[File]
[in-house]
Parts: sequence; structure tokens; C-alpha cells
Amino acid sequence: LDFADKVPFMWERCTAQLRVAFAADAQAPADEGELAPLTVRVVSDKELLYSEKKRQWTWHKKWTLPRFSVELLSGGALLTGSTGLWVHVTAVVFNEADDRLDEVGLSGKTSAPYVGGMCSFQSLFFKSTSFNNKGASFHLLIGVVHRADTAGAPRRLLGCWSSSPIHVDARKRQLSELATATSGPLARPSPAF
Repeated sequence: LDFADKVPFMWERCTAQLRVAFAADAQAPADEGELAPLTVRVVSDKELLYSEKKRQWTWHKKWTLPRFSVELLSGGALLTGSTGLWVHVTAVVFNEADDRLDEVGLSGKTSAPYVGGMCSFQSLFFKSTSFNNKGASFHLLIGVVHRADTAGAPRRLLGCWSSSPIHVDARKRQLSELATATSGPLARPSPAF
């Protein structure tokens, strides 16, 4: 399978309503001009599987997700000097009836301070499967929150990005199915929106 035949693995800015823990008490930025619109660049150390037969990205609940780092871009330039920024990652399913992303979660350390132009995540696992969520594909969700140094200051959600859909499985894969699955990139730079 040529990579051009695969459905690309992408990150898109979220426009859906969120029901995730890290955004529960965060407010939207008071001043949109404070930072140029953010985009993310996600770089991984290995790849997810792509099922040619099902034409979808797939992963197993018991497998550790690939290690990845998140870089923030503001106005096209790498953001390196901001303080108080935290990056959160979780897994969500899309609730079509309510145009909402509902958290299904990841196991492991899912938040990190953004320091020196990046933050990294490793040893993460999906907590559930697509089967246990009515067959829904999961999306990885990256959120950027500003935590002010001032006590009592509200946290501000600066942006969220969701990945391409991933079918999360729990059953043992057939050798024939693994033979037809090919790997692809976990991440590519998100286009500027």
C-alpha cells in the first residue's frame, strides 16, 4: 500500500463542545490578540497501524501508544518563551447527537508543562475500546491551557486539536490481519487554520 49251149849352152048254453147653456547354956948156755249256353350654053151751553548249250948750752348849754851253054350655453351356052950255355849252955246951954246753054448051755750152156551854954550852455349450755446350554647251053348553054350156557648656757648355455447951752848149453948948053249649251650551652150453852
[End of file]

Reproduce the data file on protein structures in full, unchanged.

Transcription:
[in-house]
Parts: sequence; structure tokens; C-alpha cells
Amino acid sequence: LDFADKVPFMWERCTAQLRVAFAADAQAPADEGELAPLTVRVVSDKELLYSEKKRQWTWHKKWTLPRFSVELLSGGALLTGSTGLWVHVTAVVFNEADDRLDEVGLSGKTSAPYVGGMCSFQSLFFKSTSFNNKGASFHLLIGVVHRADTAGAPRRLLGCWSSSPIHVDARKRQLSELATATSGPLARPSPAF
Repeated sequence: LDFADKVPFMWERCTAQLRVAFAADAQAPADEGELAPLTVRVVSDKELLYSEKKRQWTWHKKWTLPRFSVELLSGGALLTGSTGLWVHVTAVVFNEADDRLDEVGLSGKTSAPYVGGMCSFQSLFFKSTSFNNKGASFHLLIGVVHRADTAGAPRRLLGCWSSSPIHVDARKRQLSELATATSGPLARPSPAF
């Protein structure tokens, strides 16, 4: 399978309503001009599987997700000097009836301070499967929150990005199915929106 035949693995800015823990008490930025619109660049150390037969990205609940780092871009330039920024990652399913992303979660350390132009995540696992969520594909969700140094200051959600859909499985894969699955990139730079 040529990579051009695969459905690309992408990150898109979220426009859906969120029901995730890290955004529960965060407010939207008071001043949109404070930072140029953010985009993310996600770089991984290995790849997810792509099922040619099902034409979808797939992963197993018991497998550790690939290690990845998140870089923030503001106005096209790498953001390196901001303080108080935290990056959160979780897994969500899309609730079509309510145009909402509902958290299904990841196991492991899912938040990190953004320091020196990046933050990294490793040893993460999906907590559930697509089967246990009515067959829904999961999306990885990256959120950027500003935590002010001032006590009592509200946290501000600066942006969220969701990945391409991933079918999360729990059953043992057939050798024939693994033979037809090919790997692809976990991440590519998100286009500027």
C-alpha cells in the first residue's frame, strides 16, 4: 500500500463542545490578540497501524501508544518563551447527537508543562475500546491551557486539536490481519487554520 49251149849352152048254453147653456547354956948156755249256353350654053151751553548249250948750752348849754851253054350655453351356052950255355849252955246951954246753054448051755750152156551854954550852455349450755446350554647251053348553054350156557648656757648355455447951752848149453948948053249649251650551652150453852